Skip to content

Osteoporosis Health Center

Font Size

Osteoporosis - Medications

Medicines are used to both prevent and treat osteoporosis. Some medicines slow the rate of bone loss or increase bone thickness. Even small amounts of new bone growth can reduce your risk of broken bones.

Medicine for treatment and prevention

  • Bisphosphonates. These include alendronate (Fosamax), ibandronate (Boniva), risedronate (Actonel), and zoledronic acid (Reclast).
    dplink.gif Osteoporosis: Should I Take Bisphosphonate Medicines?
  • Calcitonin (Calcimar or Miacalcin). This is a naturally occurring hormone that helps regulate calcium levels in your body and is part of the bone-building process. Calcitonin also relieves pain caused by spinal compression fractures.
  • Denosumab (Prolia). It's used to treat people who are at high risk for bone fractures related to decreased bone density.
  • Teriparatide (Forteo). It's used for the treatment of men and postmenopausal women who have severe osteoporosis and who are at high risk for bone fracture.
  • Raloxifene (Evista). This medicine is a selective estrogen receptor modulator (SERM).

Hormone therapy

Hormone therapy is typically not recommended for most women who have osteoporosis. But if you are at high risk and cannot take other medicines, your doctor may recommend it under certain circumstances. If you continue to have bone loss while taking a bisphosphonate, such as alendronate (Fosamax) or risedronate (Actonel), you may need to take both bisphosphonate medicine and hormone therapy.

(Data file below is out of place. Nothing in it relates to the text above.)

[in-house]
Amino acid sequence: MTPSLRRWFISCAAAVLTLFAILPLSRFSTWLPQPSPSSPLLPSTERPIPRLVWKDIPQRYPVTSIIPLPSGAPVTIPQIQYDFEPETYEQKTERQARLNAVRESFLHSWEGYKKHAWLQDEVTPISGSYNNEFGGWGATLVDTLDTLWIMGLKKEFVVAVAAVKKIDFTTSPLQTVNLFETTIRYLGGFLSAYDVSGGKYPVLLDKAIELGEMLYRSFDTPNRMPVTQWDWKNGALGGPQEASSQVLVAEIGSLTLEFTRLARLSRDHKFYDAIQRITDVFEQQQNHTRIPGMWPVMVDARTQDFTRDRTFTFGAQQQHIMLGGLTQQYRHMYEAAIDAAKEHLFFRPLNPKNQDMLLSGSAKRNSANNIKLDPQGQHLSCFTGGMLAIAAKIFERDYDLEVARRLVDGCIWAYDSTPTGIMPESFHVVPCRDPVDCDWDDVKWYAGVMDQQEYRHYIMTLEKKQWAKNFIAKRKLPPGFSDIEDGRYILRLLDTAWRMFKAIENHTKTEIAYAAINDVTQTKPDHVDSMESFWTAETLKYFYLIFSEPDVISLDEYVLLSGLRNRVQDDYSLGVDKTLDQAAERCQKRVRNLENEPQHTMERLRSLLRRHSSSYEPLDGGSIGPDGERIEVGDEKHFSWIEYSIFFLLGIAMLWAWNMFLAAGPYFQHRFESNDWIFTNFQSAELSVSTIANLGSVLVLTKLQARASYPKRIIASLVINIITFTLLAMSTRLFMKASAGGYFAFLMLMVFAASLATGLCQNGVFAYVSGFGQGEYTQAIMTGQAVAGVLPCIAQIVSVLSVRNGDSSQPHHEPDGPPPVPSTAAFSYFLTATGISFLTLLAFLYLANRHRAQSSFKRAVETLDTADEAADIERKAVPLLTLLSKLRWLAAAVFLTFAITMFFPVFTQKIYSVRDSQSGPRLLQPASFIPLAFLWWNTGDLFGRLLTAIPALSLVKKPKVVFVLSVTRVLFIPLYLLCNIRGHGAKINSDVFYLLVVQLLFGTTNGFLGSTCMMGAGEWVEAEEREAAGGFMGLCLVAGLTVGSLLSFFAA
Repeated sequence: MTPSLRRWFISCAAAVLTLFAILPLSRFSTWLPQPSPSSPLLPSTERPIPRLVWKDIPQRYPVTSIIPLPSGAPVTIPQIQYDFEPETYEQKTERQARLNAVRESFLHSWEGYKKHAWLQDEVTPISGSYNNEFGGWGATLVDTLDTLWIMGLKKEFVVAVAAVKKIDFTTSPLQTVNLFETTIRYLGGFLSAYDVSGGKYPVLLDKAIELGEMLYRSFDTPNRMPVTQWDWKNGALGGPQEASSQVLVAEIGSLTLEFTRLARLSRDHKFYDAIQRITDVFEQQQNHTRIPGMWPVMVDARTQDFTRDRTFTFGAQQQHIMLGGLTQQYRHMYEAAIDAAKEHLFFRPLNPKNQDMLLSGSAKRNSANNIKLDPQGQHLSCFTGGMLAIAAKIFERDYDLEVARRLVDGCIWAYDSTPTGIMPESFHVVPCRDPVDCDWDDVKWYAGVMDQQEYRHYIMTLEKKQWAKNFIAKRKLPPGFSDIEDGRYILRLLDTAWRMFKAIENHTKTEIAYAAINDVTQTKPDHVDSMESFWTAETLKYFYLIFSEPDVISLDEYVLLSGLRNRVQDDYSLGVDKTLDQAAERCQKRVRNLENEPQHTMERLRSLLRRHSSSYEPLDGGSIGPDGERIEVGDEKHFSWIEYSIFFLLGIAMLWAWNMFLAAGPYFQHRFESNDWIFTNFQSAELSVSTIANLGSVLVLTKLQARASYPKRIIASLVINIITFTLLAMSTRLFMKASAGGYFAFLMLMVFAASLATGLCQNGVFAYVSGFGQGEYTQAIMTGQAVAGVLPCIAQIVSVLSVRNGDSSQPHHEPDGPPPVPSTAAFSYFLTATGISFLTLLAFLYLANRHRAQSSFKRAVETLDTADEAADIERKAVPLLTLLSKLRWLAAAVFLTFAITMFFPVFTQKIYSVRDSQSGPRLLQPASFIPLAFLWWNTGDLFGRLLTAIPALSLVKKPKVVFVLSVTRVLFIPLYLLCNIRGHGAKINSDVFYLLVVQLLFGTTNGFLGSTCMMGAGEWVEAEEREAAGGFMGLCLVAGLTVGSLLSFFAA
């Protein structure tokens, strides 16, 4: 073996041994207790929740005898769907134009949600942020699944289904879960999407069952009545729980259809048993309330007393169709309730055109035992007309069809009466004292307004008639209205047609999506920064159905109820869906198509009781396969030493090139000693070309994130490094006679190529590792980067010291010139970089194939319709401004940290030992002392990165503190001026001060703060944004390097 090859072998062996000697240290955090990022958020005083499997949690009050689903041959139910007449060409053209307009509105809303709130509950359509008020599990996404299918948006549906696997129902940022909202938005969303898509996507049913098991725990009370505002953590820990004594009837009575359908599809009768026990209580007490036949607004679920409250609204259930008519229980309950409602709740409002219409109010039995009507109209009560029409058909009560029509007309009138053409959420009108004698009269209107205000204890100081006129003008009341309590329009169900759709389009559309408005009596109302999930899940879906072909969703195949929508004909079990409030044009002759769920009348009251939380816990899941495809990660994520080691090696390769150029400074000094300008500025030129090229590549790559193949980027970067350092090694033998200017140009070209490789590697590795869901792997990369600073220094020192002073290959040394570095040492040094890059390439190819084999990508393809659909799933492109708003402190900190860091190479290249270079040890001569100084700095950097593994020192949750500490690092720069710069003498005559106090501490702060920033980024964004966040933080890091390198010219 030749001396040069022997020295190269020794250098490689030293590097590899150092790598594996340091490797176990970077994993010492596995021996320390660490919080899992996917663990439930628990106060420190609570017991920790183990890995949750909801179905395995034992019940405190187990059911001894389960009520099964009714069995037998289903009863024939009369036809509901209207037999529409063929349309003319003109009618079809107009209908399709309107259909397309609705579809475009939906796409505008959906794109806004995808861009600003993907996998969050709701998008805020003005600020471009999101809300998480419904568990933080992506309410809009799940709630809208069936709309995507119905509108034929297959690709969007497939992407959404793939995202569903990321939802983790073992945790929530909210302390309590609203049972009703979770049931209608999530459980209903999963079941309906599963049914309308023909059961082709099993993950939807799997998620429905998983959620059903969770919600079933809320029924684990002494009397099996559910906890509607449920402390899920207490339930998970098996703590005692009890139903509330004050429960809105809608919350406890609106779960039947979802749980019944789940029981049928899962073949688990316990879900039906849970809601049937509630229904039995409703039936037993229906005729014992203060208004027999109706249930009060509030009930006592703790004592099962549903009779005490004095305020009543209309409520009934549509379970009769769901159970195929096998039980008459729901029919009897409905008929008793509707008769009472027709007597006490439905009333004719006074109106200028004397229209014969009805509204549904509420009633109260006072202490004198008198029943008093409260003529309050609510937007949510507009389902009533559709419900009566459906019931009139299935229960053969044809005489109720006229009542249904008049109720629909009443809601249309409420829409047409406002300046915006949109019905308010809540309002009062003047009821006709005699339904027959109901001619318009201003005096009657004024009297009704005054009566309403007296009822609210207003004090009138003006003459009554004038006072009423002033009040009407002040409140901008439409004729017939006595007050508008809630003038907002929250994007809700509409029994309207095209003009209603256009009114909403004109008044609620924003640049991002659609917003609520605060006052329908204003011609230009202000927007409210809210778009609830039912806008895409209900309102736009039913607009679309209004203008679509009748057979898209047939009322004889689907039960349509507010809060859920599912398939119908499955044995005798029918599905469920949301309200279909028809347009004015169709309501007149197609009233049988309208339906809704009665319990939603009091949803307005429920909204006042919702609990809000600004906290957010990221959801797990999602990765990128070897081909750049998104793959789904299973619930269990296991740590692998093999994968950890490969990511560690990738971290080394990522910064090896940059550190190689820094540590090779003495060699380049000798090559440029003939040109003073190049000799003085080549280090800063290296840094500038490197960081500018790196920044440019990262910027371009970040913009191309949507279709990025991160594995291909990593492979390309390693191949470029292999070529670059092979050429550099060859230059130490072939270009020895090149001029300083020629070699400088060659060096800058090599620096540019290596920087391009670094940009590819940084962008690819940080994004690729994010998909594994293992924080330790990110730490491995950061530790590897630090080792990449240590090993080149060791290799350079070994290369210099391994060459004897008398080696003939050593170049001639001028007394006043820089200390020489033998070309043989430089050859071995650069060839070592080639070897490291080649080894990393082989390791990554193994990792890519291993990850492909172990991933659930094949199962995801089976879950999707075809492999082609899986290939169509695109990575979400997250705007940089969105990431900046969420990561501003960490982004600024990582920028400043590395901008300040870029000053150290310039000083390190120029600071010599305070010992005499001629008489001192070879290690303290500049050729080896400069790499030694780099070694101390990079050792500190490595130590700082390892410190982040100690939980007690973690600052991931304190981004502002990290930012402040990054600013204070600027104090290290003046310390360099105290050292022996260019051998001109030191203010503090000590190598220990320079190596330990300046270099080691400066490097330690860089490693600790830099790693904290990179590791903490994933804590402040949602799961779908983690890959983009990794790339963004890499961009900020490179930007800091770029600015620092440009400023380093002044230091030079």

Hormone therapy for osteoporosis in women includes:

  • Estrogen. Estrogen without progestin (estrogen therapy, or ET) may be used to treat osteoporosis in women who have gone through menopause and do not have a uterus. Because taking estrogen alone increases the risk for cancer of the lining of the uterus (endometrial cancer), ET is only used if a woman has had her uterus removed (hysterectomy).
  • Estrogen and progestin. In rare cases, the combination of estrogen and progestin (hormone therapy, or HT) is recommended for women who have osteoporosis.

Medicine for pain from fractures

Compression fractures and other broken bones resulting from osteoporosis can cause significant pain that lasts for several months. Medicines to relieve this pain include:

  • Nonprescription acetaminophen, such as Tylenol.
  • Nonprescription nonsteroidal anti-inflammatory drugs (NSAIDs), such as ibuprofen and naproxen. If you take NSAIDs regularly, your doctor may recommend that you also take a medicine such as a proton pump inhibitor (PPI) to protect your digestive system. But there is also a chance that PPIs can help cause osteoporosis. Talk to your doctor about taking NSAIDs and PPIs for long periods of time.
  • A narcotic pain reliever, such as codeine or morphine.
  • Calcitonin, such as Calcimar or Miacalcin.

WebMD Medical Reference from Healthwise

Last Updated: July 30, 2013
This information is not intended to replace the advice of a doctor. Healthwise disclaims any liability for the decisions you make based on this information.
1
Next Article:

Today on WebMD

Women working out and walking with weights
Reduce bone loss and build stronger muscles.
Chinese cabbage
Calcium-rich foods to add to your diet.
 
woman stretching
Get the facts on osteoporosis.
Porous bone
Causes, symptoms, risk factors, and treatment.
 
Lactose Intolerance
Article
Woman holding plate of brocolli
Article
 
Dairy products
Tool
Superfood for Bones
Slideshow
 
Screening Tests for Women
Slideshow
exercise endometrial cancer
Article
 
hand holding medicine
Article
Working Out With Osteoporosis
Video